I once was racially profiled by a police officer. This was a number of years ago. My wife and I were on our way to work (we both worked at The Birmingham News then). I was in a coat and tie, so this was before the newspaper relaxed its dress code.
We crossed under a yellow light just as it turned red. A police car quite a bit ahead of me but heading my direction, did a U-turn and hit the lights. I pulled over. The officer said I had run the light. I disagreed, telling him I crossed under the yellow. He disagreed and said he was going to ticket me. He had a partner with him, and I realized he was a training officer and just had to stop somebody so the rookie could see how it’s done.
OK, fine. I told him to write the ticket but I wanted him to check my driving record to see how many red lights I had been ticketed for running in the past (none). I could be a serial red-light runner, a menace to the public. The officer told me he didn’t have any way to check my driving record. I chuckled cynically and told him that of course he could check. I could check on any driver’s record from my computer at The News.
“Well, I’m not going to,” he said.
So I told him to check and see if I had warrants. I may have warrants, I said (I didn’t and don’t).
“You don’t look like you have warrants,” he said. And then it hit me. I had just been profiled. My white privilege and my business dress prevented anything more than a cursory look at who I was. I had a valid license and insurance. I was white and wore a tie. That was good enough for this cop.
When I returned to my car, my wife scolded me for being confrontational with the officer. But I was kind of hot. Even at that time in my life, I was already aware my African-American friends could have a substantially different and more negative interaction with a police officer.
Each semester I teach at UAB, I ask my black and brown students if they’ve ever been stopped while driving black (or brown). The number that respond affirmatively is striking, above even 90 percent. I’ve had students stopped and their cars tossed. I’ve had students stopped and handcuffed while the police “investigated.”
This broiling season of unrest that started with George Floyd’s murder at the hands of four Minneapolis police officers is not simply going to go away. While the protests will likely continue through the fall and perhaps even winter, there is a reason. Many reasons. Floyd and Breanna Taylor are two. Rayshard Brooks is another. So is Jacob Blake.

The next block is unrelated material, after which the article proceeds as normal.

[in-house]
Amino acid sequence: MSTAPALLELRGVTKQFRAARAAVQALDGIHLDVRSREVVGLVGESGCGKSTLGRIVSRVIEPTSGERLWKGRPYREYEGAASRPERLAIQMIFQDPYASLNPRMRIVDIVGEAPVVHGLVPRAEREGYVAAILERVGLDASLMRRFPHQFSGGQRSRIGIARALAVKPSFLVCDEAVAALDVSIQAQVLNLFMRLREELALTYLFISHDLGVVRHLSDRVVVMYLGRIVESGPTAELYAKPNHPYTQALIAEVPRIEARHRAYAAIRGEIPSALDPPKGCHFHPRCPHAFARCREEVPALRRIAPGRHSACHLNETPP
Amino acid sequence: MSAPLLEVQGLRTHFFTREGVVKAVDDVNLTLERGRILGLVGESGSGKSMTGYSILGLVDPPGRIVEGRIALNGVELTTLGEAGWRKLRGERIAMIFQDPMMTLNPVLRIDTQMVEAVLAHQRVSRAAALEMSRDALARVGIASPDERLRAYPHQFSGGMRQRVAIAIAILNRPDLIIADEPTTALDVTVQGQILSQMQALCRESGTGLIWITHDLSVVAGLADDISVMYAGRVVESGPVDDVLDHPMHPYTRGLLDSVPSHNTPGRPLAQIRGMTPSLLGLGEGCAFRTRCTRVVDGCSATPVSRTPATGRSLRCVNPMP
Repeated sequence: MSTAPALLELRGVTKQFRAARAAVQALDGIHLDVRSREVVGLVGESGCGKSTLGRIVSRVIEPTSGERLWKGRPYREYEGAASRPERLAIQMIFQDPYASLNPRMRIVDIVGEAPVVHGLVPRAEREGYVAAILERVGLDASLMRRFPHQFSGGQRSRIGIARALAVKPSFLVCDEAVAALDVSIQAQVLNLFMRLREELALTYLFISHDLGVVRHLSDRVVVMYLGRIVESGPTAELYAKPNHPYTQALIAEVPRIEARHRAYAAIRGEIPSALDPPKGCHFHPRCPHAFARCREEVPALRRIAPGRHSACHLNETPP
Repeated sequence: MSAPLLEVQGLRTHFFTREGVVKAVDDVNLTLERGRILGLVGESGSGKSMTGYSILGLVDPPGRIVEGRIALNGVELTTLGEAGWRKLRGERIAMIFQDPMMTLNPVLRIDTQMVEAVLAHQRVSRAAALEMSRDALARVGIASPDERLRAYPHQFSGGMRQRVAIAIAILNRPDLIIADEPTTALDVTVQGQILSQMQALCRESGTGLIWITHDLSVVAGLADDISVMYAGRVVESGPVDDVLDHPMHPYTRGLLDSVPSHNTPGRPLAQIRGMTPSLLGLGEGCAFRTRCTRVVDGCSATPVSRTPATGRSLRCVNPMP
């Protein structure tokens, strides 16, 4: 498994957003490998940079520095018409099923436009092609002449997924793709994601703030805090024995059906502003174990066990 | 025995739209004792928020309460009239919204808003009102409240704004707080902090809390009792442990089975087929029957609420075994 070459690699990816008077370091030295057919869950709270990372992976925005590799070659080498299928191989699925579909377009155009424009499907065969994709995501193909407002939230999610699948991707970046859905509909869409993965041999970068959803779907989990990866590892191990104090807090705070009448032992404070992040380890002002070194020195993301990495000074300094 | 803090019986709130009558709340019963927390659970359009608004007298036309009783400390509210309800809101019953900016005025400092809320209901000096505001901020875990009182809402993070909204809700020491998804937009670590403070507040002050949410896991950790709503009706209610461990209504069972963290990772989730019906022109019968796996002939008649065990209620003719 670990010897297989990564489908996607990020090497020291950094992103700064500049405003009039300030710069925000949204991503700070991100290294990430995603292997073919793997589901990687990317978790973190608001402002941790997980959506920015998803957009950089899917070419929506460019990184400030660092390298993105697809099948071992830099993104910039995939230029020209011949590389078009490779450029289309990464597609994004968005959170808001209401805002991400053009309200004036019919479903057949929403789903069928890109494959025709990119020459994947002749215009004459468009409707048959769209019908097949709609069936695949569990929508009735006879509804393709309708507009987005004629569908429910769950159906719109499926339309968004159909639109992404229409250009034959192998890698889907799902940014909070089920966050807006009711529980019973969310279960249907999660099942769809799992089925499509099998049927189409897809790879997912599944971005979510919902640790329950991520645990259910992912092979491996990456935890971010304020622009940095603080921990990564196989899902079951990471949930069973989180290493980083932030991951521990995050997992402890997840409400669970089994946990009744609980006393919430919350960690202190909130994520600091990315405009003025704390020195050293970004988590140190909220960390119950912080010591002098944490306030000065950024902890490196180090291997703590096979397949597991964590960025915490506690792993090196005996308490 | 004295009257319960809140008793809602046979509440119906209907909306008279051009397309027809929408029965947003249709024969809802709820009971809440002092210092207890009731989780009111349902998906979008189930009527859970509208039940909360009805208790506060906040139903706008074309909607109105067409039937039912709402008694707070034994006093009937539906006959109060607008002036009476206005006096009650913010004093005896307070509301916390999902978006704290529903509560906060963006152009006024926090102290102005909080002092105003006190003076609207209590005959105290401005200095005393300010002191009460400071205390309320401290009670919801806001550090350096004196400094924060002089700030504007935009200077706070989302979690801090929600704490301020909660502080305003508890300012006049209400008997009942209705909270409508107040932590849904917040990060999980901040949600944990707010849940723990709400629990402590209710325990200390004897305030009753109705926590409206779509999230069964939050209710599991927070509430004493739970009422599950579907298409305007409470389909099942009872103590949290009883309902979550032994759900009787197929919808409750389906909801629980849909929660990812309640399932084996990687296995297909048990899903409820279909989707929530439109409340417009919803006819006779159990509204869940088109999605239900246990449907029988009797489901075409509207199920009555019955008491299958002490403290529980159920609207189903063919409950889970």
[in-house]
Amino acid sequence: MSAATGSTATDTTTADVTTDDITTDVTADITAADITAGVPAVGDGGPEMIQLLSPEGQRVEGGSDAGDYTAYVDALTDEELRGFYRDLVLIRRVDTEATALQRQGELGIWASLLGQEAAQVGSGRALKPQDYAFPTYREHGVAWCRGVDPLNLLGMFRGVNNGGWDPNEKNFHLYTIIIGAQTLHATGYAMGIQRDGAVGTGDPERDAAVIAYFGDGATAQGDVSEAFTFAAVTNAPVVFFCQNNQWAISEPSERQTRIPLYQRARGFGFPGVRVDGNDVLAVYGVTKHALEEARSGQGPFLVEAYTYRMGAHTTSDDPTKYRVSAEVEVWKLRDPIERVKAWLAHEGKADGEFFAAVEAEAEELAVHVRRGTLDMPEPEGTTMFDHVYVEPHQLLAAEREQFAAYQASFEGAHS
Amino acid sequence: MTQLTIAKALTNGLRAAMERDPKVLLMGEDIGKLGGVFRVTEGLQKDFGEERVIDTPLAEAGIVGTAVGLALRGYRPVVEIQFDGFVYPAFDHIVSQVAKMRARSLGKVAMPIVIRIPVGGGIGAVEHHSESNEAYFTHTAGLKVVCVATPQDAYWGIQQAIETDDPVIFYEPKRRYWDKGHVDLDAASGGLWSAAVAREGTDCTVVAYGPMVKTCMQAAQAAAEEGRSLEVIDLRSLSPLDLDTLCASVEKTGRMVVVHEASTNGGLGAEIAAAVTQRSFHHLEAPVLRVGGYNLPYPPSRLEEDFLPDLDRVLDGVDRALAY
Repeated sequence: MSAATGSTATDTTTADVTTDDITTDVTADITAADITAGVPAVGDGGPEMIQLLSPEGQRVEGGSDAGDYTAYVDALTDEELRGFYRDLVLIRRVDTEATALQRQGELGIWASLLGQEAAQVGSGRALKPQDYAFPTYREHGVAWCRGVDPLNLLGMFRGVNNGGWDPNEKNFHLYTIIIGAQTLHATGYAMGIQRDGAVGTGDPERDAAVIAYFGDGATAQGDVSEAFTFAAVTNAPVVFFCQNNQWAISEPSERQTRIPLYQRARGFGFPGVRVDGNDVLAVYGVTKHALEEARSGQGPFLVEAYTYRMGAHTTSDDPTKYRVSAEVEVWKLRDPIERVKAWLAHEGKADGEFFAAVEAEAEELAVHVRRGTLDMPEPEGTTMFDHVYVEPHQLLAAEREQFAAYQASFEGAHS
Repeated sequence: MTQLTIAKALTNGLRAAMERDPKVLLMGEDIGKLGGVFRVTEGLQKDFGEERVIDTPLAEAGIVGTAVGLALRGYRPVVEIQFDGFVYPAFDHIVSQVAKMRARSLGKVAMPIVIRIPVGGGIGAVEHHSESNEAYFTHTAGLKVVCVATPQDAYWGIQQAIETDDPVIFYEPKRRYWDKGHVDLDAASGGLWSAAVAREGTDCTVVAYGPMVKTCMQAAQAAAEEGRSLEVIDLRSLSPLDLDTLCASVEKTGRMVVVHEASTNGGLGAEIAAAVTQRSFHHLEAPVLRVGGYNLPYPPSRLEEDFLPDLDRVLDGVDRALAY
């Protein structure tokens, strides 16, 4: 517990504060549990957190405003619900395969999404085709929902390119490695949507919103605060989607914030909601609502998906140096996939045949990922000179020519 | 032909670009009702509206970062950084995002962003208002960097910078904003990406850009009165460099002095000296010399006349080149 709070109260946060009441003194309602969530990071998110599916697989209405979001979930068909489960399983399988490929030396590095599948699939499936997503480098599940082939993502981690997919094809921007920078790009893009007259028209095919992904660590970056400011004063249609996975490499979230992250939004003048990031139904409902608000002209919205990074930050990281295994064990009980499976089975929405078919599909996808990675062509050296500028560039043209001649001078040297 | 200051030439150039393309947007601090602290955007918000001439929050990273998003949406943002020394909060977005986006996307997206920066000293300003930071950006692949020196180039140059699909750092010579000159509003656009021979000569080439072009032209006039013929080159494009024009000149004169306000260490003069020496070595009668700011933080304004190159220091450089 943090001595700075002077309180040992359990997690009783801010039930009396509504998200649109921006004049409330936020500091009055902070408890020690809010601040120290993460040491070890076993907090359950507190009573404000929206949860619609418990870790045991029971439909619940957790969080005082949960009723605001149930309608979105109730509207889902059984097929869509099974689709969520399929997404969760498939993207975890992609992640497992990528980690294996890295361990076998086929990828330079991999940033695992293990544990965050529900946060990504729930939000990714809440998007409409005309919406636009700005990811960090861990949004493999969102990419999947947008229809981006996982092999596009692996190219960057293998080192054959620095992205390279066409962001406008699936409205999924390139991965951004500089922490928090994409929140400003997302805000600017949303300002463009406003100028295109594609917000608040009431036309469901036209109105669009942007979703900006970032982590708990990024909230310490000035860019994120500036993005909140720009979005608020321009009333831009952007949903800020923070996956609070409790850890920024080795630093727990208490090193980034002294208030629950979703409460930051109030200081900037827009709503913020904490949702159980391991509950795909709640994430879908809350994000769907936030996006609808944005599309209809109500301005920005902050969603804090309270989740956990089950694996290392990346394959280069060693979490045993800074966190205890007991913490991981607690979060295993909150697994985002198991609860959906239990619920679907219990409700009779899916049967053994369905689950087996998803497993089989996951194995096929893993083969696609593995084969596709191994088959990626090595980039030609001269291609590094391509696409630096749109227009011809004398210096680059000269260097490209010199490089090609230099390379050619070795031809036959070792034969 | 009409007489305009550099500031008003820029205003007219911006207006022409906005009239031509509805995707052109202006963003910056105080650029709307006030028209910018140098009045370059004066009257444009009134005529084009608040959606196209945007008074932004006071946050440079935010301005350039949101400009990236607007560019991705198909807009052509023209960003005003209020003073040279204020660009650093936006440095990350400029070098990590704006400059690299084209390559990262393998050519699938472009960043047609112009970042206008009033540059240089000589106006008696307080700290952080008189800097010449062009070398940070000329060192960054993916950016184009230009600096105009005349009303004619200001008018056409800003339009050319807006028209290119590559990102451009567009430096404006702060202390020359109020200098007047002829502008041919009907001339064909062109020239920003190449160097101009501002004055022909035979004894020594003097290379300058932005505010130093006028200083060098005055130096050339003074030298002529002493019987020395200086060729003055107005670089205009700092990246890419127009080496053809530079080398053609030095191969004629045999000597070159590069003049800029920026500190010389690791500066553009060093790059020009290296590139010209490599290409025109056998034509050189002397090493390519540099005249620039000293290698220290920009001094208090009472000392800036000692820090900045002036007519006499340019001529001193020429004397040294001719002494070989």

Indeed, there have been many unarmed black folks and even children either severely wounded or killed by police long before George Floyd’s neck was knelt upon.
Even with tensions so high and police departments across the nation under microscopes, the shootings and abuse continue. The police clearly need better training.
Some officers are trained that every interaction they have with the public (and especially the black and brown public), is a dangerous interaction. They are quick to the trigger – seven times in the back, in Blake’s case — or to create a deadly custody. Even before this story is published, it would not be unusual for there to be another serious interaction between a police officer and a black or brown citizen.
Incidents occur all over the country, and even in Alabama. On Thanksgiving night in 2018, E.J. Bradford lost his life because a careless Hoover police officer shot first and asked questions later. Bradford wasn’t even facing his killer. Of course, as what usually happens, the cop got away with it.
Don’t for a second believe that this nation doesn’t have systemic racism permeating in city, state, and federal agencies, many of them law enforcement agencies. Our whole history is about deep-rooted racism.
My students should not have to have “the talk,” and I’m not referring to the birds and the bees. I’m referring to my black and brown students who have to be advised by their parents how to act around police if they get stopped: “Be polite.” “Keep your hands on top of the steering wheel.” “Do not reach into your pocket or glove box for your auto information with the explicit permission of the officer.”
Our president tweets “LAW & ORDER.” He doesn’t follow the law or keep order himself. Instead, he stirs up dissent in a desperate and hopefully futile attempt to win re-election.
It just shouldn’t be that way. But it is.
Because, as Childish Gambino warns, this is America.